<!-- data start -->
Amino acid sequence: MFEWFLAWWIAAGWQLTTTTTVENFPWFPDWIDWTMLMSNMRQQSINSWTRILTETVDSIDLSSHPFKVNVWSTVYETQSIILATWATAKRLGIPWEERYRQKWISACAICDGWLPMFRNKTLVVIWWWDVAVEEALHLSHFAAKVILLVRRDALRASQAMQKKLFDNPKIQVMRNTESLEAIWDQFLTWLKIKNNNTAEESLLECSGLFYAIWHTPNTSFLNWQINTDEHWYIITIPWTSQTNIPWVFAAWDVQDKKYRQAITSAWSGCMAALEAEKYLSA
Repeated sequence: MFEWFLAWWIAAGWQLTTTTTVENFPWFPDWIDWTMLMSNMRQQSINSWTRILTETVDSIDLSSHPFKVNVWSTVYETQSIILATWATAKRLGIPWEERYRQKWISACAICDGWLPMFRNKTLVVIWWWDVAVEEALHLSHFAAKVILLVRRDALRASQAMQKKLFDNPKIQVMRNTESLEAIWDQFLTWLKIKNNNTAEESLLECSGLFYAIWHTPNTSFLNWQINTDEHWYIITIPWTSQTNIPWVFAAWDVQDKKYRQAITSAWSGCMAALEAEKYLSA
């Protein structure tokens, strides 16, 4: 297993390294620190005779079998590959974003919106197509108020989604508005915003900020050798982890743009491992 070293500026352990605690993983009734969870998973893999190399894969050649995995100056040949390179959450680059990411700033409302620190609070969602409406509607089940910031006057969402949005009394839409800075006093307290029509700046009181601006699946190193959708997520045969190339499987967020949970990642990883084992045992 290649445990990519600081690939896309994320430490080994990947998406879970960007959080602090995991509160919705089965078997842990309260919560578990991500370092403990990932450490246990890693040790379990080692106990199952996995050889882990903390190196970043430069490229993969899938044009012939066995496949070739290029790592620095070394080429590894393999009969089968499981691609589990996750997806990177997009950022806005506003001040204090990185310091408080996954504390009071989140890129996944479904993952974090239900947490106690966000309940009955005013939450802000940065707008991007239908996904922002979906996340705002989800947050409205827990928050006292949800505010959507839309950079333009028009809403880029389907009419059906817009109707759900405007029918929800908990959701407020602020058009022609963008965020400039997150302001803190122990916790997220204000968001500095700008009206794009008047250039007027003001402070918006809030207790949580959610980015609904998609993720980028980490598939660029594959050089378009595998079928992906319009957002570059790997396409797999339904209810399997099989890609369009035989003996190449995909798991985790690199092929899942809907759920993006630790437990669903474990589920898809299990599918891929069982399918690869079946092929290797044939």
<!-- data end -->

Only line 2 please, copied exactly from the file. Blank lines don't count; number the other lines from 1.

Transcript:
Repeated sequence: MFEWFLAWWIAAGWQLTTTTTVENFPWFPDWIDWTMLMSNMRQQSINSWTRILTETVDSIDLSSHPFKVNVWSTVYETQSIILATWATAKRLGIPWEERYRQKWISACAICDGWLPMFRNKTLVVIWWWDVAVEEALHLSHFAAKVILLVRRDALRASQAMQKKLFDNPKIQVMRNTESLEAIWDQFLTWLKIKNNNTAEESLLECSGLFYAIWHTPNTSFLNWQINTDEHWYIITIPWTSQTNIPWVFAAWDVQDKKYRQAITSAWSGCMAALEAEKYLSA